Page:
When people face an emergency, sometimes they fall back onto credit cards-- not realizing they've just shot an arrow straight up.
This strategy is alright if you know you'll financially recover before the money you borrowed comes back to bite you. You have to move far enough forward to prevent that arrow from making you look like a unicorn.
While we're at it, The Federal Consumer Financial Protection Bureau offers advice on how to protect your credit during the pandemic for people suffering a loss of income and relying on credit.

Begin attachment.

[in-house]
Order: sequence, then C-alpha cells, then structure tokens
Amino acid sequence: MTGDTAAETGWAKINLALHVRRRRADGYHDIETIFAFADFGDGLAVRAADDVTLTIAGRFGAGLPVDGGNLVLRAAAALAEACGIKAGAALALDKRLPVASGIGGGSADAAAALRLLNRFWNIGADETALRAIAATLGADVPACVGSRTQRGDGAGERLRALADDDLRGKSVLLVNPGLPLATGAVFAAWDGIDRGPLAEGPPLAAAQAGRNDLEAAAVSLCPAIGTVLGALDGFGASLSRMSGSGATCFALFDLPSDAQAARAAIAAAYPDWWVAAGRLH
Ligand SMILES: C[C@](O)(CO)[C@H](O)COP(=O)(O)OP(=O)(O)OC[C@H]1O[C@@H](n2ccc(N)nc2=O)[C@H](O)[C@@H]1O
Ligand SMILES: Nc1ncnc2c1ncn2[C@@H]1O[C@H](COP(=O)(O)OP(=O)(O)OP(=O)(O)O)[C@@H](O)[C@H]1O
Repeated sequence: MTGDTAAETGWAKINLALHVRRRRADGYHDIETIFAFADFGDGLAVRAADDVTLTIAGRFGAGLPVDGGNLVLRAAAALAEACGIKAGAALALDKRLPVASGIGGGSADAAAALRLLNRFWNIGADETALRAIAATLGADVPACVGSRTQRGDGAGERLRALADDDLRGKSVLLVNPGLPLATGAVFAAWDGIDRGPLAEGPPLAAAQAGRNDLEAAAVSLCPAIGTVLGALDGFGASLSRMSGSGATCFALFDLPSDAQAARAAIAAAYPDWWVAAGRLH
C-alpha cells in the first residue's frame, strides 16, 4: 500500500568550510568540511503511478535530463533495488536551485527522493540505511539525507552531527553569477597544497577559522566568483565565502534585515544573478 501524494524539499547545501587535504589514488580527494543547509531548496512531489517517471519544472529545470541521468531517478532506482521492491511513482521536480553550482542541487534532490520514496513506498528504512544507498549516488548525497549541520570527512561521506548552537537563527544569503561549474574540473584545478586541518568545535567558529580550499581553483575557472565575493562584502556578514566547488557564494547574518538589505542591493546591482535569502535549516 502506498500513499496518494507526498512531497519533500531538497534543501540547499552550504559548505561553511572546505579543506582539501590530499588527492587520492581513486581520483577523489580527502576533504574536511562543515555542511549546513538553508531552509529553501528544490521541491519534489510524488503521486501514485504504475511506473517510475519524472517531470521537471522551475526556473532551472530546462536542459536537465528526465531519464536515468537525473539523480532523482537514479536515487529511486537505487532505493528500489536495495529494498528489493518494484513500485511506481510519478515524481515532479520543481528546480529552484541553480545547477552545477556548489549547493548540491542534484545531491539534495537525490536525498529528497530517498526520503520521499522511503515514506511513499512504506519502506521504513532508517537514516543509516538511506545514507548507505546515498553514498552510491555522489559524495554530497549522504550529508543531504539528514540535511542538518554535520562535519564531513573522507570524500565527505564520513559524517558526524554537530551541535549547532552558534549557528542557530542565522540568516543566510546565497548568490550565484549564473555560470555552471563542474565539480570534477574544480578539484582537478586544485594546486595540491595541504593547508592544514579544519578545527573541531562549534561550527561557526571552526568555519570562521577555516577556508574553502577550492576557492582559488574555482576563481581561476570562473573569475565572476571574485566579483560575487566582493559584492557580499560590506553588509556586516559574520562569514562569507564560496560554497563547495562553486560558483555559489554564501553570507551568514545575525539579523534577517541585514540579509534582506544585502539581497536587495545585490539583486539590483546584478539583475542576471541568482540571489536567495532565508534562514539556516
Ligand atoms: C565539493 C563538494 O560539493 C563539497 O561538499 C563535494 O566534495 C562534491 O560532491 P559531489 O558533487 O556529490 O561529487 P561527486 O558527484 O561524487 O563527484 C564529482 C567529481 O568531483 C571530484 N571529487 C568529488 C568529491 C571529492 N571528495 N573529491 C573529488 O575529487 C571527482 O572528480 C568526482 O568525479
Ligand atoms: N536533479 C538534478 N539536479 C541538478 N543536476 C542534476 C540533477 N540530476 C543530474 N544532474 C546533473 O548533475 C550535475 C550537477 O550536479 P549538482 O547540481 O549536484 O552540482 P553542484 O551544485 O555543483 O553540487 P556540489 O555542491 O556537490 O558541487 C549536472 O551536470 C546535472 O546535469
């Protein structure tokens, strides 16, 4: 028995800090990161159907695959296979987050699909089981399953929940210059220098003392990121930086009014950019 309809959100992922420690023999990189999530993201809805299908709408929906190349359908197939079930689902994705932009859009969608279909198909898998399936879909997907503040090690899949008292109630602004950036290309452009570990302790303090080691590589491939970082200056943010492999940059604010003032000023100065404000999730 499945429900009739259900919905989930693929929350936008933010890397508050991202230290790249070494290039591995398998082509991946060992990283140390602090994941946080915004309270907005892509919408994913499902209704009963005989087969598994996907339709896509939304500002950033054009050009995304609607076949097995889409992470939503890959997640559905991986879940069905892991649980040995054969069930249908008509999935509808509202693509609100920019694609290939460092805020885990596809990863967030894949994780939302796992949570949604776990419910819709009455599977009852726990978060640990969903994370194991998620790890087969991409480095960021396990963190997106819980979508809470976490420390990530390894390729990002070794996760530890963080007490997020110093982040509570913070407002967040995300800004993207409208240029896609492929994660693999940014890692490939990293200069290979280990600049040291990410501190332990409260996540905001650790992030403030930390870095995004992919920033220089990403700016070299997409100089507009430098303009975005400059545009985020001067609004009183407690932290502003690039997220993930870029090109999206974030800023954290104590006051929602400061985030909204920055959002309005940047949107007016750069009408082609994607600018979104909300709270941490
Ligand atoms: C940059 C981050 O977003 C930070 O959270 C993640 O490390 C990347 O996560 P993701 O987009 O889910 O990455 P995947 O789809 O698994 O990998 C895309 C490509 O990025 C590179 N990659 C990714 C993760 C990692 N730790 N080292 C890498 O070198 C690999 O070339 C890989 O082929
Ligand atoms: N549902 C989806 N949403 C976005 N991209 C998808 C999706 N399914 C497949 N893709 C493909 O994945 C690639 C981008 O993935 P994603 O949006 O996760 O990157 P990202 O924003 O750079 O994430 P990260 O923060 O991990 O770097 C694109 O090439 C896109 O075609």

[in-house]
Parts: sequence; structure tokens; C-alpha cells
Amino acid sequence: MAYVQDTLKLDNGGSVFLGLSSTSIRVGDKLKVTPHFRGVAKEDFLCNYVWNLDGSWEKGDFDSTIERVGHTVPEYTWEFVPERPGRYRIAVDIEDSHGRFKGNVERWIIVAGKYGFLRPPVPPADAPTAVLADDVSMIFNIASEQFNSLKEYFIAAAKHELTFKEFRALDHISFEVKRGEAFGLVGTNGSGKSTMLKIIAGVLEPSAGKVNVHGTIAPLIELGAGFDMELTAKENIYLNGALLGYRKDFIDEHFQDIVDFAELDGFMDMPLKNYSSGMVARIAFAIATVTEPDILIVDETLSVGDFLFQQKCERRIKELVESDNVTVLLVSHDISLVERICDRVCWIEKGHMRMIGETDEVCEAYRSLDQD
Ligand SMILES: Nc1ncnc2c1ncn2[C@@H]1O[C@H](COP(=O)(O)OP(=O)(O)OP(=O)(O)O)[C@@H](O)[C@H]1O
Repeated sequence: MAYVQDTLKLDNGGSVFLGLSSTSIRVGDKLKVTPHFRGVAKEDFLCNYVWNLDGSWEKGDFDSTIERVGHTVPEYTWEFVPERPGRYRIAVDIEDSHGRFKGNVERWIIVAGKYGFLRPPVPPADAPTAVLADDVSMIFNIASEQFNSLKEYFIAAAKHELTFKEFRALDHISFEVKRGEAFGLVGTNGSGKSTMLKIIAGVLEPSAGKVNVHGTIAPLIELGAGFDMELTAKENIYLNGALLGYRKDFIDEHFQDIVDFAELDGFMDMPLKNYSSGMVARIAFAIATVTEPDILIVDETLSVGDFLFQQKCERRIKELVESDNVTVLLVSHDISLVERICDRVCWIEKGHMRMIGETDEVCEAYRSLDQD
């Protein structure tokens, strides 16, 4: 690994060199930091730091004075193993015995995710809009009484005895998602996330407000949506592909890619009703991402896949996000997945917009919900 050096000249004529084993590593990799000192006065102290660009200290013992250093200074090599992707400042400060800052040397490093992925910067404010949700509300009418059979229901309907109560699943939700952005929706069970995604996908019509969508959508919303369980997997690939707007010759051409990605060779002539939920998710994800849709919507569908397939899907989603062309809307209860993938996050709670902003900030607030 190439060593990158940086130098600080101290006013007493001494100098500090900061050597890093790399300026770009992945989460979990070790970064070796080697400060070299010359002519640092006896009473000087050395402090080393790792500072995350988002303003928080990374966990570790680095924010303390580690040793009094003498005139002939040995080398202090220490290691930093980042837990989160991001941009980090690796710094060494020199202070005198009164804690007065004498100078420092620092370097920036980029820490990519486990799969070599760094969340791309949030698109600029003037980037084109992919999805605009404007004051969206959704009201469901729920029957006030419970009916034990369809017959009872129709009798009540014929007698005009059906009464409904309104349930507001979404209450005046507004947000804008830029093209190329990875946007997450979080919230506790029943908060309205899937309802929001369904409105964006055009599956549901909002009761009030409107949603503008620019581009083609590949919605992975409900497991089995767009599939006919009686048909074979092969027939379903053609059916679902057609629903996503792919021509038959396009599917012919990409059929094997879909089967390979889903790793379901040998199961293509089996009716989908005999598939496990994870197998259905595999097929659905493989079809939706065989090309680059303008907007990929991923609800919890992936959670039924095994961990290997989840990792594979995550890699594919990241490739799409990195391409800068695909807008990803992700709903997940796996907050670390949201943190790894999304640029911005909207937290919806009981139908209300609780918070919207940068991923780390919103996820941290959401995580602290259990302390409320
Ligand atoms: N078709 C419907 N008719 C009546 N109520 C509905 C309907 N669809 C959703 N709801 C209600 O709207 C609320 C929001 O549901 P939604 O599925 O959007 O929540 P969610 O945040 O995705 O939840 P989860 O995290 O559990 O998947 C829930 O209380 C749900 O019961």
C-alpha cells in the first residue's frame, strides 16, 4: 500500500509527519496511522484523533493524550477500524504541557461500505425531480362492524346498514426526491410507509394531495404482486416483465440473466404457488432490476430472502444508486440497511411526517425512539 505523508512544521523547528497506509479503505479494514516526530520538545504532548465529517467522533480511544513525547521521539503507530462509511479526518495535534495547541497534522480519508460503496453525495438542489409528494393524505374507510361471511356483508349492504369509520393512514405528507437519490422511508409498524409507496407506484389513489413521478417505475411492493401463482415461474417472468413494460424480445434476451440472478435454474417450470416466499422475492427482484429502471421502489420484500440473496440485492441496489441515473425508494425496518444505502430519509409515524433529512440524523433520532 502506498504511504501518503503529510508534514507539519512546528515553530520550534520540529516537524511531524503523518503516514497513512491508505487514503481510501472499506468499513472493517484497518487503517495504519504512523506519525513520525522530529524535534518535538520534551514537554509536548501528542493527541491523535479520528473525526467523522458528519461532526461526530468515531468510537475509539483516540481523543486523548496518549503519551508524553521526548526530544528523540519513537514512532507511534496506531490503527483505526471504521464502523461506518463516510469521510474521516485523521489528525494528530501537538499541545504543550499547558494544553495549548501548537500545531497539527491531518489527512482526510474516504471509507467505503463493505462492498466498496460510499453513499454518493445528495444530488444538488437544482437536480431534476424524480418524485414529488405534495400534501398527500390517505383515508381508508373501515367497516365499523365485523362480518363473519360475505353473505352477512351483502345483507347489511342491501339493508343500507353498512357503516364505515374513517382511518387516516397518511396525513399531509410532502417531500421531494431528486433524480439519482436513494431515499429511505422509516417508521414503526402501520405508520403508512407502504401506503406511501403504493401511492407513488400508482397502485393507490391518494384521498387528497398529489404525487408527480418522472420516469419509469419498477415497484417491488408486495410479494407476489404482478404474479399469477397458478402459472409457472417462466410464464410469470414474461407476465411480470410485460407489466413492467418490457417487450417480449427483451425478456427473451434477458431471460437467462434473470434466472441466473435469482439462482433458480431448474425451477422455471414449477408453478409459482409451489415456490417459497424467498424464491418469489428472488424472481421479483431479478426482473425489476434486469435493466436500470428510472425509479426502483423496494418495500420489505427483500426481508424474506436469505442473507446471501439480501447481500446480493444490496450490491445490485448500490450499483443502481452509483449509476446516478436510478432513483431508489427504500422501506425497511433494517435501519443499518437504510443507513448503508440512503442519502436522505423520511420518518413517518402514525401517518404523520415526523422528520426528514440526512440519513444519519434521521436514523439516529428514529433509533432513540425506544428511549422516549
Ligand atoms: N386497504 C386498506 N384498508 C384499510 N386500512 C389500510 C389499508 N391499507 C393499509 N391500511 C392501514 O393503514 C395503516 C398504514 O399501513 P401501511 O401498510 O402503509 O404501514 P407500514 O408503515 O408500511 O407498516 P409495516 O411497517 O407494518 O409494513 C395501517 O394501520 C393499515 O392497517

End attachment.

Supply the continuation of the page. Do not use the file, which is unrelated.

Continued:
If you've rented, or got a loan, you know how important credit scores are. They can determine what rates you'll pay, and even if you get the loan/apartment you want. We won't get into it because it's a lot; this resource from the CFPB is a good place to learn more.
If you have a mortgage, the Fed's 3/20 'Rona relief bill might protect your credit, and potentially offer you financial assistance. CARES Act says if the company that services your mortgage agrees to suspend or reduce your monthly payment, and you pay on time, they cannot report you to credit bureaus for late or missed payments until 120 days after the President declares the pandemic over. This is potentially some solace for people struggling with payments due to the pandemic's affect on the job market. Click here for more on homeowner mortgage assistance.